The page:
Originally Posted by davetroy
I'm looking at both the S50 and the Stiletto 100 as the best possible options because I want to be able to record. I don't think I care much about being able to transfer what I record; I simply want to use it much as I'd use Tivo: to listen to things that I'm not around to hear when they're broadcast, mostly the Met Opera station.
So, a few questions for anybody who has used the Stiletto in their home through their home stereo:
1. Does the Stiletto allow you to record music?
2. How is the sound quality through your home stereo? Did you hook it up with the RCA cable provided or did you upgrade cables?
3. Is the sound quality on recorded music the same as live broadcast music, or is their a downgrade?
I guess the S50 isn't a good option; seems like everybody has trouble with it, even those on the Sirius Backstage forum, and now it looks as if Sirius is throwing its hands up in the air and replacing bad S50s with Stilettos.
You know, this whole "which unit to buy for home" problem would be solved if Sirius came out with a good home unit with recording capabilities. But it seem as if Sirius is way behind XM in the quality of its hardware.
Dave, here is what I have concluded as the best option for recording MET operas from Sirius. First, let me say that I have heard all the bad stuff about the S50s as well. That and the fact that it is workable but "old" technology makes me shy away from it. Instead I bought the latest, the Stiletto and have been fairly pleased with it. But had I known what I know now I might have not bought it and saved a bunch of money on equipment and subscription. Here is what I mean. The Stiletto cost $350, docking station will cost around $80 after shipping, a year's subscription to Sirius is $150, two year warranty was $45 at Circuit City, plus we are not talking about extra antenna wire, leads, extra batteries, carry cases, car kit, etc., etc. Big bucks for what you get.
The Stiletto is great if you want or need a portable device for your person when you jog or to take from your car to your office, etc. It has a lot of memory and sounds pretty darn good. And yes, the only way to get it to play to any other equipment is the line out via the home docking station or the units own headphone jack. I recommend neither as the best way to hear the MET.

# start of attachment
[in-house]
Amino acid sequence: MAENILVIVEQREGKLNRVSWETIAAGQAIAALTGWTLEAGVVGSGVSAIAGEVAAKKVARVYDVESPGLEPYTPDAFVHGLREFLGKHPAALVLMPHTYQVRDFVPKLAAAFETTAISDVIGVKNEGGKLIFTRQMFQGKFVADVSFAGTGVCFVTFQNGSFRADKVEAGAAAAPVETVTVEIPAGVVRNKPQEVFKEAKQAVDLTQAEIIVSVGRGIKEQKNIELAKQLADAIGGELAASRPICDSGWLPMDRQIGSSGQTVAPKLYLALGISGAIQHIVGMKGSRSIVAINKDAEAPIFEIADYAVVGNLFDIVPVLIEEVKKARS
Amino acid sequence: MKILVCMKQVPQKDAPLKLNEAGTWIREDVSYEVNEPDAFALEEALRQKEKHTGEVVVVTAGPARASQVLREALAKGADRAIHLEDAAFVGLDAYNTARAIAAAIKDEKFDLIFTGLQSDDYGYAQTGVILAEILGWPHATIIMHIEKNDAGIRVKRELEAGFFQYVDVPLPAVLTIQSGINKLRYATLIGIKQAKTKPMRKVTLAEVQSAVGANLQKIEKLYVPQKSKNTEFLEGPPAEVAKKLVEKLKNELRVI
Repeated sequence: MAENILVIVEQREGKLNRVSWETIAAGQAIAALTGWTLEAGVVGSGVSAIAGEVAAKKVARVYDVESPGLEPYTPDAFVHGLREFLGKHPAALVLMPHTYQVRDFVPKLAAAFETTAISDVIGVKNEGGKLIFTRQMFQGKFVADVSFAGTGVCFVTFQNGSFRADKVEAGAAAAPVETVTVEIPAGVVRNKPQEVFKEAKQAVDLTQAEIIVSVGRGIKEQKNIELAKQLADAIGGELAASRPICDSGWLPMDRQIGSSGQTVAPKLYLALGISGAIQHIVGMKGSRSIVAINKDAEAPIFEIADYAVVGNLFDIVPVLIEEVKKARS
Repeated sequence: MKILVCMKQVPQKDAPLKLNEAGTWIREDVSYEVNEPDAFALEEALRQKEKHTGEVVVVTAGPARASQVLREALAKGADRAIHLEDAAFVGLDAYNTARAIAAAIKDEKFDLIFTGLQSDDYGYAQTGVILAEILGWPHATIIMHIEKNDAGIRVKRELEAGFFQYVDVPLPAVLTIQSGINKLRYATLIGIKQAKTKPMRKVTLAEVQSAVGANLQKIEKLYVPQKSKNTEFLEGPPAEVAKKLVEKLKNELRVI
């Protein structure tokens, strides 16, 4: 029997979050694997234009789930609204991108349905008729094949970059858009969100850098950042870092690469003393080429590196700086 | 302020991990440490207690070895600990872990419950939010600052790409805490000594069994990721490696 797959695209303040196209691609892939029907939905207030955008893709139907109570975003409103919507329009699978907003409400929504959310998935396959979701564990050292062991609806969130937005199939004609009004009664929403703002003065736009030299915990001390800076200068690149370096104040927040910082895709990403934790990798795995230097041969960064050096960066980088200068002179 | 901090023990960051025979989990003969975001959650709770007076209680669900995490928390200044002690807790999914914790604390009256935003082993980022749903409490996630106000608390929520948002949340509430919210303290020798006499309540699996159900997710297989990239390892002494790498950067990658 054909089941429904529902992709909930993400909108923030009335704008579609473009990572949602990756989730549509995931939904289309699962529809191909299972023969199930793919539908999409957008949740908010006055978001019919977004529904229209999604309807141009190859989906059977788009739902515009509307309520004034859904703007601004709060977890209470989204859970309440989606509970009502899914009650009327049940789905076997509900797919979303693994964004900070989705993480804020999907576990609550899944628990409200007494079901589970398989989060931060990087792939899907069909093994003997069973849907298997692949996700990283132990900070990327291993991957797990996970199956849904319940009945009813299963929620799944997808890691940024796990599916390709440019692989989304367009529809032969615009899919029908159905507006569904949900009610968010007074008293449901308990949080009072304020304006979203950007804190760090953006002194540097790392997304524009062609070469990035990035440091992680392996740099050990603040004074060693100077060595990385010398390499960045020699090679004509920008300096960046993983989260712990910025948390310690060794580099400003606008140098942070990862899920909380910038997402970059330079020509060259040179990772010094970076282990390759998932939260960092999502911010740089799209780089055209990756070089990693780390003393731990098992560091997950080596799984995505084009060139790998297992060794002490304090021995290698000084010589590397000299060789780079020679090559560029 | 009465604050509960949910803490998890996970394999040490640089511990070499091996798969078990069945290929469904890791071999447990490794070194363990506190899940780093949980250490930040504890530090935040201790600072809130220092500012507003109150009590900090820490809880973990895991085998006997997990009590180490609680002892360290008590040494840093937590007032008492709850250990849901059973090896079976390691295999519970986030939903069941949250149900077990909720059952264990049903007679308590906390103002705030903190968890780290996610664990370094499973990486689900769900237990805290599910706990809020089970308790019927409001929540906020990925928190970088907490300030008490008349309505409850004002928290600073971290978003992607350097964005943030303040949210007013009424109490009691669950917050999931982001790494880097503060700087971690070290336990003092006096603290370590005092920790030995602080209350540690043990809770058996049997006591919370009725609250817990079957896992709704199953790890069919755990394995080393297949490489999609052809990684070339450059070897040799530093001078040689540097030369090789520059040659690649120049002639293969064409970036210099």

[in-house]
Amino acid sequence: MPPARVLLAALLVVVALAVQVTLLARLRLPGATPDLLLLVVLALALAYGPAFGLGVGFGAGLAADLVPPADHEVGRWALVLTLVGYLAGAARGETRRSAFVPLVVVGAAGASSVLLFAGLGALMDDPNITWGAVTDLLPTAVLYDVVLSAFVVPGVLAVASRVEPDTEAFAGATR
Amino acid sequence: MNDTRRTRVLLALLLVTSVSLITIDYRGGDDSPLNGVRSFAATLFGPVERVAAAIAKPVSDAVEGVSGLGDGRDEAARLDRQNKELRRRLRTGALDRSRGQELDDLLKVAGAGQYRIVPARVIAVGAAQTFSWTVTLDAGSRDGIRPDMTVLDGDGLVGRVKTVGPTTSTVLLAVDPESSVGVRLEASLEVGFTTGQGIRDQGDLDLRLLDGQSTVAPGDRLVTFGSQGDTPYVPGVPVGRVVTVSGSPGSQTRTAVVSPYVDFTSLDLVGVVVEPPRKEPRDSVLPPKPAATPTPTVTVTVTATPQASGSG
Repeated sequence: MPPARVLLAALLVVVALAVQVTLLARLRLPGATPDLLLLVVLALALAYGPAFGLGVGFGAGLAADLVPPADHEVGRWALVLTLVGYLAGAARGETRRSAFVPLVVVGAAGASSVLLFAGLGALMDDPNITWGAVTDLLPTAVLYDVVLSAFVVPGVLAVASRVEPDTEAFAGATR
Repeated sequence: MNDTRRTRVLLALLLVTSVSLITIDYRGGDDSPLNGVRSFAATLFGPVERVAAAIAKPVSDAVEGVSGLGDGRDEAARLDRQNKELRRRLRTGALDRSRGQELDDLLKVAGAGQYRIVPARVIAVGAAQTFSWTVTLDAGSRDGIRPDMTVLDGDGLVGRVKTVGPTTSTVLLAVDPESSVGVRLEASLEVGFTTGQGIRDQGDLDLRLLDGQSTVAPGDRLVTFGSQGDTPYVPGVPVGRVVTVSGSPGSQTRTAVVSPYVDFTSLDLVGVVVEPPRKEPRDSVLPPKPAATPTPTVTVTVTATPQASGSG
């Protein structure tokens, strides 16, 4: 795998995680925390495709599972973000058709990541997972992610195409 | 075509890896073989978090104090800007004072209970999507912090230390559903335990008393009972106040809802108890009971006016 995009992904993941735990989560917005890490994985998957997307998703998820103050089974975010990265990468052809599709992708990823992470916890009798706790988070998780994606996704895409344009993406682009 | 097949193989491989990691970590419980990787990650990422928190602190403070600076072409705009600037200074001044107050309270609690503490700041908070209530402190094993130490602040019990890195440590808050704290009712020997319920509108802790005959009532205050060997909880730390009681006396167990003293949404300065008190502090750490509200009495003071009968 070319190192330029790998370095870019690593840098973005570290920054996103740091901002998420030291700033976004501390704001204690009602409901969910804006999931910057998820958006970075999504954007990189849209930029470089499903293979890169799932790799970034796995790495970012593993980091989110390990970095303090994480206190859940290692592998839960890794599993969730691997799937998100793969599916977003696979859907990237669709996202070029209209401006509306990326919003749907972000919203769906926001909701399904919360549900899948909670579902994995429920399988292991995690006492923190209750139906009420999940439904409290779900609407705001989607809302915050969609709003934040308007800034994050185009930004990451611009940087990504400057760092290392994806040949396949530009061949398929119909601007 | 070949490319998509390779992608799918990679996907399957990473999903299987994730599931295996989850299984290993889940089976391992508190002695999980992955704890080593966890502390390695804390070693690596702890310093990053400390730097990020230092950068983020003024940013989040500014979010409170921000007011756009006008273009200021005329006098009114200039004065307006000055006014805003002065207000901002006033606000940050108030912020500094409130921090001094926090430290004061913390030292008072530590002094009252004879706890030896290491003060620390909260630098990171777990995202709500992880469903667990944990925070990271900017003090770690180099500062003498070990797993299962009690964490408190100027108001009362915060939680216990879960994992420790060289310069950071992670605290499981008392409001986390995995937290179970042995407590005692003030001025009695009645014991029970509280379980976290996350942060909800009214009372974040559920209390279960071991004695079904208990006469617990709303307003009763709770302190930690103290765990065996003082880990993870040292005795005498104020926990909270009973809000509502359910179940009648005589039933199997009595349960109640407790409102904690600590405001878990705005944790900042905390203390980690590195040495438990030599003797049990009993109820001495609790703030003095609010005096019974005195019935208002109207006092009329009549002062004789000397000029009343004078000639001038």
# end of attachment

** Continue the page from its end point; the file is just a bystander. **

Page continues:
Here then is what I decided is the best way to go for recording and enjoying Met opera on Sirius. I simply subscribed to Dish Network. I live in the sticks where there is no broadband, cable, DSL or anything else that resembles technology. I am forced to use Sat tv and my provider has been Directv. They carry XM radio, not Sirius. Also, Directv does not allow you to record their radio programs to their directivos.
Dish Network is different. They do permit recording of their audio programs to their DVR. I am getting the vip622 which supports something like 30 hours of HD programming and 150 or more hours in standard definition. It also will hold many hours of opera. If you want a tivo like device that will record and save your operas and will play back through your home theater, this is the best way to go. Chances are you will have your set top box hooked up to your amp anyway to watch movies and tvs that are broadcast in 5.1 dolby, which the vip622 supports via a digital cable of some sort (optical I think but I could be wrong). Your sound should be far superior than using a "docking" set up such as the Stiletto uses or going through one of their boomboxes or Soloist devices or, heaven forbid, going through a headphone jack.
If you don't want Sat tv, you might look into a dedicated amp/receiver. I think Sirius has still makes one that plugs directly into your home amp, much like an FM receiver would do. But it won't record and save and you still need to run an antenna to it. With Dish network, they do all the installing for nothing.
Well, sorry for the long post but I hope you have something to think about before you start shelling out a lot of money for some of these pocket gagets that may not serve your purpose.